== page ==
1:41:39 EA_- Any impressions?

1:42:00 ambi-chopper

1:42:34 EA-He was about this far away as you look down, uh, that'll work.

1:42:47 SAN-We're flying over the Yala Safari hotel right now, which is the place that we spent 2 days walking on the ground and getting used to what the impact of the tsunami would look like. Can tell from the air it is almost hard to pick it out, its smashed up so much, and you can only see the white tiles and things like that scattered along the edge of the forest. It, uh, from up here it looks different only in the sense that it almost doesn't look real when you're up at this altitude. Its much easier to sort of say oh, it, wow, its hard to explain what I'm trying to say. From an altitude, it looks fake, it looks like someone has sort of broken things up, you don't really see the impact of it the way we did when we walked through that rubble on the ground. 1:43:39

1:43:55 men-unintelligible speech

1:44:20 ambi-chopper

1:45:02 ambi-chopper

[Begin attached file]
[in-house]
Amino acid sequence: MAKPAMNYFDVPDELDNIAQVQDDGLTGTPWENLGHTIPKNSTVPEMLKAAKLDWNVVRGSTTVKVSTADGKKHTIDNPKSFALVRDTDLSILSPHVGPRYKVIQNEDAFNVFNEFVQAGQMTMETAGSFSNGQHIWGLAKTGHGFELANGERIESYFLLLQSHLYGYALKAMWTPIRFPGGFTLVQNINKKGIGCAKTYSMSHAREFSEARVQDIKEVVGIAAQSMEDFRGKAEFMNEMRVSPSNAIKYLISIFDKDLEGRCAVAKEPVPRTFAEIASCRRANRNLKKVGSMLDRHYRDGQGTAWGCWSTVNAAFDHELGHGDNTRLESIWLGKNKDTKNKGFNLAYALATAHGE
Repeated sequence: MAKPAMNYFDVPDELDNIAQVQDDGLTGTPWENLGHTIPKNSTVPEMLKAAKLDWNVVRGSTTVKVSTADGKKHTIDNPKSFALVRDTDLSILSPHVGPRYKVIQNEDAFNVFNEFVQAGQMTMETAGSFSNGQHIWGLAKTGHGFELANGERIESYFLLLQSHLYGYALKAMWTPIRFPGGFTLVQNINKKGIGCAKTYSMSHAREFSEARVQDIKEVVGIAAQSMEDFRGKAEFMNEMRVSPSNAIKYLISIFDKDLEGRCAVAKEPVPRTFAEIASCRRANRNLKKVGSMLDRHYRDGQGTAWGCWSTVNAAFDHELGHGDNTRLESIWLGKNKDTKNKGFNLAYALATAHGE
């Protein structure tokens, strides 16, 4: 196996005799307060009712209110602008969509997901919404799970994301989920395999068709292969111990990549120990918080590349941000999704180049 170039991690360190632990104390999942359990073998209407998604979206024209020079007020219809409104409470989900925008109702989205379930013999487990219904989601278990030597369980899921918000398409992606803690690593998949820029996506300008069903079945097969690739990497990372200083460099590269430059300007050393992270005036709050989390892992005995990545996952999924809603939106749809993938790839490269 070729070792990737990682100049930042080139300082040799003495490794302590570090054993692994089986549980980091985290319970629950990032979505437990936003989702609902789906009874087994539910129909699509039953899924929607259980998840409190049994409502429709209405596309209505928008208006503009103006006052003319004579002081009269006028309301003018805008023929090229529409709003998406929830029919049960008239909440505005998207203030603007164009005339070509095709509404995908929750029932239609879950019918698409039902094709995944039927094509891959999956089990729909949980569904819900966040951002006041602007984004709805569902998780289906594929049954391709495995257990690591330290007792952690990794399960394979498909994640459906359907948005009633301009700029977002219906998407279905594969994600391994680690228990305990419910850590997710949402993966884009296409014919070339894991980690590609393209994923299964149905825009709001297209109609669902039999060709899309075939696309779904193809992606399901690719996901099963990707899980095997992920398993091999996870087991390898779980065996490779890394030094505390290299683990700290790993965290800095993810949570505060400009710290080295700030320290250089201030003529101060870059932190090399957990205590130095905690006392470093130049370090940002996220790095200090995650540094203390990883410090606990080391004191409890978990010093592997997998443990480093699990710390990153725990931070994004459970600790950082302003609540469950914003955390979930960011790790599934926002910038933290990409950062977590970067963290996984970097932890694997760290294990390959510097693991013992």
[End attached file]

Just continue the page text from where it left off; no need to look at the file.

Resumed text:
1:46:31 EA-great

1:47:05 EA-test

1:47:15 ambi-chopper

1:48:33 EA-look at the tree

1:48:45 ambi-chopper

1:49:03 ambi-chopper noise fades

1:50:07 SAN-unintelligible

1:51:25 ambi-landing

1:51:27 fx-beep

1:51:30 TB-Well, that was a success

1:51:34 EA-What?

1:51:35 TB-I would say that was a great success

1:51:38 EA-Why?

1:51:40 TB-Because you can actually visually see from the sky the effects of topography on how the tsunami entered the system.

1:51:51 EA-When you're so close to the ground you really can't see that.

1:51:54 TB-Right. And how it was just a matter of bad luck where certain hotels happened to choose where they were building. SO.

1:52:01 EA-Some places you couldn't tell at all. I mean if, nothing.

1:52:04 TB-No. Its also interesting, I think, give it a year or two and you'll probably wont notice much of it anywhere.